Selfish genetic elements and the gene’s-eye view of evolution

Ågren, JA,  Current Zoology,  62:659-665. 2016.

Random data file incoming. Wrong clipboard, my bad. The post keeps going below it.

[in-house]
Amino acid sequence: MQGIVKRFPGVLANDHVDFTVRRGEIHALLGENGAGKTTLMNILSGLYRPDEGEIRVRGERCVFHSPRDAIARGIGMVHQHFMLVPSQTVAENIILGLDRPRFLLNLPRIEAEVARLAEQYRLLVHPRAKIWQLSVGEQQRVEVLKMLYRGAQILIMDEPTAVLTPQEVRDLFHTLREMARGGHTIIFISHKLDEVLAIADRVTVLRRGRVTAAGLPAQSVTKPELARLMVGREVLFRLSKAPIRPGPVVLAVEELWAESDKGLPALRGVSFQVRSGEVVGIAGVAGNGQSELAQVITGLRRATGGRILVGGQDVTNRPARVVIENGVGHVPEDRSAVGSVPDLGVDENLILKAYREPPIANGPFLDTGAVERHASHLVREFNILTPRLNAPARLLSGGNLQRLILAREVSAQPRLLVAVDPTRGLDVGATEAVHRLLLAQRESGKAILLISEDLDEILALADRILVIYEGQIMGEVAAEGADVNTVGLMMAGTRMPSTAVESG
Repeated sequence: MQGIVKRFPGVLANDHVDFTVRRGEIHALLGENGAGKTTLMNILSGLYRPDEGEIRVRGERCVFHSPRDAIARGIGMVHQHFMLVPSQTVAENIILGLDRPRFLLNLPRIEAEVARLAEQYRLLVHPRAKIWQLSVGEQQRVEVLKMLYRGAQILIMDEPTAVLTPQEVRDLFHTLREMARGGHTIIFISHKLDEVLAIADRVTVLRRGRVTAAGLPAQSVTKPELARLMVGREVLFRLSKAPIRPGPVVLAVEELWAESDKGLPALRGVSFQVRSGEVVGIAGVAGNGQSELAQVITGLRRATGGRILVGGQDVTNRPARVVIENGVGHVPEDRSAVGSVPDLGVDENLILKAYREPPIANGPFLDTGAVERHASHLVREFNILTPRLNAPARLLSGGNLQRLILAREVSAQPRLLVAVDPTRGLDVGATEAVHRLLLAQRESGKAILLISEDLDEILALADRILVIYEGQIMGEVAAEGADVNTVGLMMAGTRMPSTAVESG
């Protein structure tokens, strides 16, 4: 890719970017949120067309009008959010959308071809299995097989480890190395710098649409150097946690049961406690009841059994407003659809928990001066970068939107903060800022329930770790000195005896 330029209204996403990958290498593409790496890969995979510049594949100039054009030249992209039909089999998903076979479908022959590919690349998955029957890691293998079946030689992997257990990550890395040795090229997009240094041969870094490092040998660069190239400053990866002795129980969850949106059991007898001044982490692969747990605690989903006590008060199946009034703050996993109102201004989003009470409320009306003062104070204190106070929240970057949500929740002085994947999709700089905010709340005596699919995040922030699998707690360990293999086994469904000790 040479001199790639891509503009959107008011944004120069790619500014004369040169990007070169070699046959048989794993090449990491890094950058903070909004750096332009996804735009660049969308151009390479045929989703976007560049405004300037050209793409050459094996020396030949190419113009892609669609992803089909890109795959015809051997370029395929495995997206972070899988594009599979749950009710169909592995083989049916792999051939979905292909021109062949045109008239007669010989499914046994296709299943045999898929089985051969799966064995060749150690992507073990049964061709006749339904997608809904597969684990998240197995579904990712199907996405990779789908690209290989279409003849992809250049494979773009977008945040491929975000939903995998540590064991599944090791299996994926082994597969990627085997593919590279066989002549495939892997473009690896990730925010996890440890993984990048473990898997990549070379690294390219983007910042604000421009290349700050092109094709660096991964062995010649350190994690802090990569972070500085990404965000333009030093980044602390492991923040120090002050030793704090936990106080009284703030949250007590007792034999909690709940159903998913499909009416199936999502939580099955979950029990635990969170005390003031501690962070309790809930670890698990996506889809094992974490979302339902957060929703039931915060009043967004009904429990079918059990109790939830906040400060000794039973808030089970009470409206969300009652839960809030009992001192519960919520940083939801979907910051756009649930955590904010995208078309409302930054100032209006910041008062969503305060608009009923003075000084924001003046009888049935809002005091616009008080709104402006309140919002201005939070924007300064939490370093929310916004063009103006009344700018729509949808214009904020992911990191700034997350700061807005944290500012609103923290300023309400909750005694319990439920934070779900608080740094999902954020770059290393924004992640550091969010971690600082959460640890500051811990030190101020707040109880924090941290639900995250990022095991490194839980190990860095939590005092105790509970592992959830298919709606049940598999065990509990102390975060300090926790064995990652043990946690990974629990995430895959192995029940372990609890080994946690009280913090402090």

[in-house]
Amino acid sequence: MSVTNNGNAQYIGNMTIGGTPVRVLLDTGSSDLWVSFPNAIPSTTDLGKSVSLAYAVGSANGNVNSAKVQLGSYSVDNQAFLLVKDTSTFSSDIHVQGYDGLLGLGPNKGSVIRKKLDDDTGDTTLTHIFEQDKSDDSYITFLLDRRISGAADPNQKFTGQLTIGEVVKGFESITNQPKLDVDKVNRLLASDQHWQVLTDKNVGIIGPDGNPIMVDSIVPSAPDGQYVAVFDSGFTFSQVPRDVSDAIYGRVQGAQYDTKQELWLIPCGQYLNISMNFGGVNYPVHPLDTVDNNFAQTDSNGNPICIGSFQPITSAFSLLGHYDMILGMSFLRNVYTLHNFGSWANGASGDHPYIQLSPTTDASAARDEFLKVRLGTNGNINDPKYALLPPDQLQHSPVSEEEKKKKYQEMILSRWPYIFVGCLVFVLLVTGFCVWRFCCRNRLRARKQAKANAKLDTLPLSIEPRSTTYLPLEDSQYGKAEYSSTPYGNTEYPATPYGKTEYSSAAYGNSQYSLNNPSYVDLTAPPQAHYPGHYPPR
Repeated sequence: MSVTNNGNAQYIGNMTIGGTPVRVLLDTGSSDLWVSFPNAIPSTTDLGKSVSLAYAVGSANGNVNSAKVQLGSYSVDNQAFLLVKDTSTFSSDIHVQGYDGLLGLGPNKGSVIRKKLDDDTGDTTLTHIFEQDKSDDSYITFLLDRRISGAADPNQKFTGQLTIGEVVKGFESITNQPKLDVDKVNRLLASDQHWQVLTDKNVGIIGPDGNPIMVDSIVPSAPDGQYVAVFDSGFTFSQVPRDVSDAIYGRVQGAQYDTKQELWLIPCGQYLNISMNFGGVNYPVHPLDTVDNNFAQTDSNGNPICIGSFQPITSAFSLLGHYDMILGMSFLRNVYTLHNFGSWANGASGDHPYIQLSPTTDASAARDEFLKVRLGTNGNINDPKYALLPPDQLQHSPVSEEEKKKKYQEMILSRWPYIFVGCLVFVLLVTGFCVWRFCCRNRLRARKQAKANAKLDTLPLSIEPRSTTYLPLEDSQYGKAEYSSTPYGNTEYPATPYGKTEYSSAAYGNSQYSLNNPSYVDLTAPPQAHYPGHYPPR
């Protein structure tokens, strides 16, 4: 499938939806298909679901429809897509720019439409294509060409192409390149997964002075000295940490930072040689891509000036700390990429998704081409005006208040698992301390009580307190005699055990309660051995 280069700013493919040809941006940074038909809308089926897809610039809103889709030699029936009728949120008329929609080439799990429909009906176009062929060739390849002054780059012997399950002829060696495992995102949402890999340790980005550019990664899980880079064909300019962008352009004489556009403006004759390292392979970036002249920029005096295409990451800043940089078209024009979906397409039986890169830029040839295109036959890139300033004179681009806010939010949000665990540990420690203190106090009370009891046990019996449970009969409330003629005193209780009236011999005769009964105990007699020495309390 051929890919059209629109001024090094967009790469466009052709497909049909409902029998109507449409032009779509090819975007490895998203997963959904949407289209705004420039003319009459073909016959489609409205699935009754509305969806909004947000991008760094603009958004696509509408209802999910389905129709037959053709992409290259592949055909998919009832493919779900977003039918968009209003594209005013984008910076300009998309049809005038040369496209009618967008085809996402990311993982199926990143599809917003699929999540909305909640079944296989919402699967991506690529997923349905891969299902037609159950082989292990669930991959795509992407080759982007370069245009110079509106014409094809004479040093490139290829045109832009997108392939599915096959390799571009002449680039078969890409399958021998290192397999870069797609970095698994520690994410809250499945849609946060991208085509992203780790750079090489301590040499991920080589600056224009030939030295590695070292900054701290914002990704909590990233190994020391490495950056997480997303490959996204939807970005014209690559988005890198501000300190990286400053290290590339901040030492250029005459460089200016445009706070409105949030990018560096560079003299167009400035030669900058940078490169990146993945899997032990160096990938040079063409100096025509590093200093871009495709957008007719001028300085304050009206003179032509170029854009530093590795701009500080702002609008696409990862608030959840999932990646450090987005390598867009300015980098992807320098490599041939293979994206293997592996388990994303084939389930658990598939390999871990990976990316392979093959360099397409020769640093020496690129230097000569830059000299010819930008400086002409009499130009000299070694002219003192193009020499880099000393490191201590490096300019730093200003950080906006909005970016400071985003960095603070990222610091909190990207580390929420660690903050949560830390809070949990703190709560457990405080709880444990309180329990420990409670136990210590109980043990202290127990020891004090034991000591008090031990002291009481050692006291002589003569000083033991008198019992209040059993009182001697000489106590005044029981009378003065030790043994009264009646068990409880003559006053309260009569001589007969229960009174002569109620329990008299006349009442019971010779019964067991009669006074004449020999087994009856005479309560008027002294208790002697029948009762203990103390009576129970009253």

During the last few decades, we have seen an explosion in the influx of details about the biology of selfish genetic elements. Ever since the early days of the field, the gene’s-eye view of Richard Dawkins, George Williams, and others, has been instrumental to make sense of new empirical observations and to the generation of new hypotheses. However, the close association between selfish genetic elements and the gene’s-eye view has not been without critics and several other conceptual frameworks have been suggested. In particular, proponents of multilevel selection models have used selfish genetic elements to criticize the gene’s-eye view. In this paper, I first trace the intertwined histories of the study of selfish genetic elements and the gene’s-eye view and then discuss how their association holds up when compared with other proposed frameworks. Next, using examples from transposable elements and the major transitions, I argue that different models highlight separate aspects of the evolution of selfish genetic elements and that the productive way forward is to maintain a plurality of perspectives. Finally, I discuss how the empirical study of selfish genetic elements has implications for other conceptual issues associated with the gene’s-eye view, such as agential thinking, adaptationism, and the role of fitness maximizing models in evolution.